ⓘ Information held under Section 142 of the Education Act 2002

                                     

ⓘ Information held under Section 142 of the Education Act 2002

List 99 was a controversial, confidential register of people barred from working with children by the Department for Education and Skills In the United Kingdom. The list contained the names, dates of birth, aliases, and national insurance numbers of those people deemed not suitable to work with children in schools, social work and voluntary settings.

                                     

1. History

In 1955, the list that came to be called List 99 was started by the Home Office Consultancy Service.

In 2000, a similar but distinct list was created by the Protection of Children Act 1999.

The Bichard Enquiry 2003 resulted in a report 2004 that noted shortcomings in the use of List 99.

As of 2007, List 99 contained approximately 5000 names.

In January or October 2009, List 99 and some other, similar lists, were replaced by the Childrens Barred List, which was created under the Safeguarding Vulnerable Groups Act 2006 and which was maintained by the Independent Safeguarding Authority ISA.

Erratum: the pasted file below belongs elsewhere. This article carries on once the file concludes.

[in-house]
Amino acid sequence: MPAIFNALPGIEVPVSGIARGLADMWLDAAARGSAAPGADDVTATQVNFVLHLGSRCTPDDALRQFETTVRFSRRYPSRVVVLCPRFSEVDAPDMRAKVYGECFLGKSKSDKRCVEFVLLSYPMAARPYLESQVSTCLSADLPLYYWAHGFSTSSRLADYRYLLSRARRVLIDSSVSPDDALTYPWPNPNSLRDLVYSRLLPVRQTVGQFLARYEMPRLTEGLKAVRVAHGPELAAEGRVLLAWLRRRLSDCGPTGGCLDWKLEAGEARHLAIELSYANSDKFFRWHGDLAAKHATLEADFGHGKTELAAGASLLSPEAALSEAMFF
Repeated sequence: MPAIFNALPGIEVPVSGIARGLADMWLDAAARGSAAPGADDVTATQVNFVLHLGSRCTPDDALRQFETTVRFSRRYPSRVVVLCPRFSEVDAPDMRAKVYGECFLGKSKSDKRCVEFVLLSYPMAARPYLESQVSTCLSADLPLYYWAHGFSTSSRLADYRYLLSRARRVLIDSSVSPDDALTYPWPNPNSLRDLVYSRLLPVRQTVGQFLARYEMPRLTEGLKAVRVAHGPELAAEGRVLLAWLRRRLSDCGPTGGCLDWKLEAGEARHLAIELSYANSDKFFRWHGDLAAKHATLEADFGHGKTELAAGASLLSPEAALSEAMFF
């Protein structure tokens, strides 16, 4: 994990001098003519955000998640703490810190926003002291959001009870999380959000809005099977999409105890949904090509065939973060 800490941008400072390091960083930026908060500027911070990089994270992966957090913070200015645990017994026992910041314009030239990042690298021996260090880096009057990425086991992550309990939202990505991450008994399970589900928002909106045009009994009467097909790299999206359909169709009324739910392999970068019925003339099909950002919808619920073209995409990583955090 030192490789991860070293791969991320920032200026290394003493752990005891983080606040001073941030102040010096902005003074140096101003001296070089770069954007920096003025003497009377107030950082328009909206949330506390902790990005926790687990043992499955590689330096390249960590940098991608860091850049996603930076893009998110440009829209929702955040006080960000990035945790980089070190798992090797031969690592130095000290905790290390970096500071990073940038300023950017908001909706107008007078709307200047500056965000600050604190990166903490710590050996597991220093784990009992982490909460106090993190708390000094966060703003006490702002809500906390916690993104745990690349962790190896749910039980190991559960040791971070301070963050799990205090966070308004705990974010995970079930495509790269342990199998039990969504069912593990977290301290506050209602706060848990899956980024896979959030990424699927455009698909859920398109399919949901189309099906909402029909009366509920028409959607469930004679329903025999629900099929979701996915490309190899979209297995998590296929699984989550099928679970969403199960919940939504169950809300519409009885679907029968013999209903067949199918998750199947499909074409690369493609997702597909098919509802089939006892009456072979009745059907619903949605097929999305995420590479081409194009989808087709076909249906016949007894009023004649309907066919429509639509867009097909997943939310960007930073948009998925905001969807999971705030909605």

The ISA merged with the Criminal Records Bureau in 2012 to form the Disclosure and Barring Service.

                                     

2. Exclusion

Under the Protection of Children Act 1999, people were placed onto List 99 if they had been convicted of, or had received a caution for, an offence against a child.

In the United Kingdom, List 99 was not primarily concerned with child protection, but section 142 allows the Secretary of State to prohibit certain persons from working in schools. Section 143 prohibits a person from arranging to hire any other person who is subject to a direction under section 142 to work in a school.

Adults convicted of serious sexual offences committed against children under the age of 16 since 1995 were automatically placed on List 99. Additional reasons for inclusion were sexual or violent behaviour towards children, abuses of trust, drug offences, any violent crime for example, conviction of rioting or football hooliganism, stealing school property and deception in job applications. Medical conditions such as drug or alcohol abuse and mental illness were grounds for exclusion.